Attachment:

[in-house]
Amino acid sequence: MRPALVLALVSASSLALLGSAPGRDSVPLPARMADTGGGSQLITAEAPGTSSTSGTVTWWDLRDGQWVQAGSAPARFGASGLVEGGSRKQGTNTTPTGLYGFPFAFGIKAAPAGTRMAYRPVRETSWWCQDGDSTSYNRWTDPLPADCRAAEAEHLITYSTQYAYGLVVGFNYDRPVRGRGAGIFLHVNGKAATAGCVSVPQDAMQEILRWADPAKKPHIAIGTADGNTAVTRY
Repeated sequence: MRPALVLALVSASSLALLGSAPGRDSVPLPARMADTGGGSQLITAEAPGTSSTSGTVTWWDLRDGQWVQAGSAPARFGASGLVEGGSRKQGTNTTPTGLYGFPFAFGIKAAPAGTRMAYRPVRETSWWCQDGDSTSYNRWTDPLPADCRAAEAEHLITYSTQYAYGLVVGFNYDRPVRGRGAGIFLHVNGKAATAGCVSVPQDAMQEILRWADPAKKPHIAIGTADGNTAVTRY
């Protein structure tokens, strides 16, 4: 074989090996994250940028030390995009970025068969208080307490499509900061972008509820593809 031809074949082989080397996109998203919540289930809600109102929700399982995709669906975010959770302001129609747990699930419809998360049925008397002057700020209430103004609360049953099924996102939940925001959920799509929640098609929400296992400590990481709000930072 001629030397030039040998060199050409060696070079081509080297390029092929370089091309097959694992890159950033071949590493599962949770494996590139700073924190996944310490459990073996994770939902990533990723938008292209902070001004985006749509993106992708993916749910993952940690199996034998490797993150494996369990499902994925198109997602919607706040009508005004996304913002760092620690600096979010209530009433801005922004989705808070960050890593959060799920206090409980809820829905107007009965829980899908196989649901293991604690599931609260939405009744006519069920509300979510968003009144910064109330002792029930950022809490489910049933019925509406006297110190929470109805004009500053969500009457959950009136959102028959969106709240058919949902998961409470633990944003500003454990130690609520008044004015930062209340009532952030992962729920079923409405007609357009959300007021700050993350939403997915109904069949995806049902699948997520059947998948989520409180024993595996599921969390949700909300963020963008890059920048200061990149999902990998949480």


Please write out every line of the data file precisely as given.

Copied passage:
[in-house]
Amino acid sequence: MRPALVLALVSASSLALLGSAPGRDSVPLPARMADTGGGSQLITAEAPGTSSTSGTVTWWDLRDGQWVQAGSAPARFGASGLVEGGSRKQGTNTTPTGLYGFPFAFGIKAAPAGTRMAYRPVRETSWWCQDGDSTSYNRWTDPLPADCRAAEAEHLITYSTQYAYGLVVGFNYDRPVRGRGAGIFLHVNGKAATAGCVSVPQDAMQEILRWADPAKKPHIAIGTADGNTAVTRY
Repeated sequence: MRPALVLALVSASSLALLGSAPGRDSVPLPARMADTGGGSQLITAEAPGTSSTSGTVTWWDLRDGQWVQAGSAPARFGASGLVEGGSRKQGTNTTPTGLYGFPFAFGIKAAPAGTRMAYRPVRETSWWCQDGDSTSYNRWTDPLPADCRAAEAEHLITYSTQYAYGLVVGFNYDRPVRGRGAGIFLHVNGKAATAGCVSVPQDAMQEILRWADPAKKPHIAIGTADGNTAVTRY
């Protein structure tokens, strides 16, 4: 074989090996994250940028030390995009970025068969208080307490499509900061972008509820593809 031809074949082989080397996109998203919540289930809600109102929700399982995709669906975010959770302001129609747990699930419809998360049925008397002057700020209430103004609360049953099924996102939940925001959920799509929640098609929400296992400590990481709000930072 001629030397030039040998060199050409060696070079081509080297390029092929370089091309097959694992890159950033071949590493599962949770494996590139700073924190996944310490459990073996994770939902990533990723938008292209902070001004985006749509993106992708993916749910993952940690199996034998490797993150494996369990499902994925198109997602919607706040009508005004996304913002760092620690600096979010209530009433801005922004989705808070960050890593959060799920206090409980809820829905107007009965829980899908196989649901293991604690599931609260939405009744006519069920509300979510968003009144910064109330002792029930950022809490489910049933019925509406006297110190929470109805004009500053969500009457959950009136959102028959969106709240058919949902998961409470633990944003500003454990130690609520008044004015930062209340009532952030992962729920079923409405007609357009959300007021700050993350939403997915109904069949995806049902699948997520059947998948989520409180024993595996599921969390949700909300963020963008890059920048200061990149999902990998949480």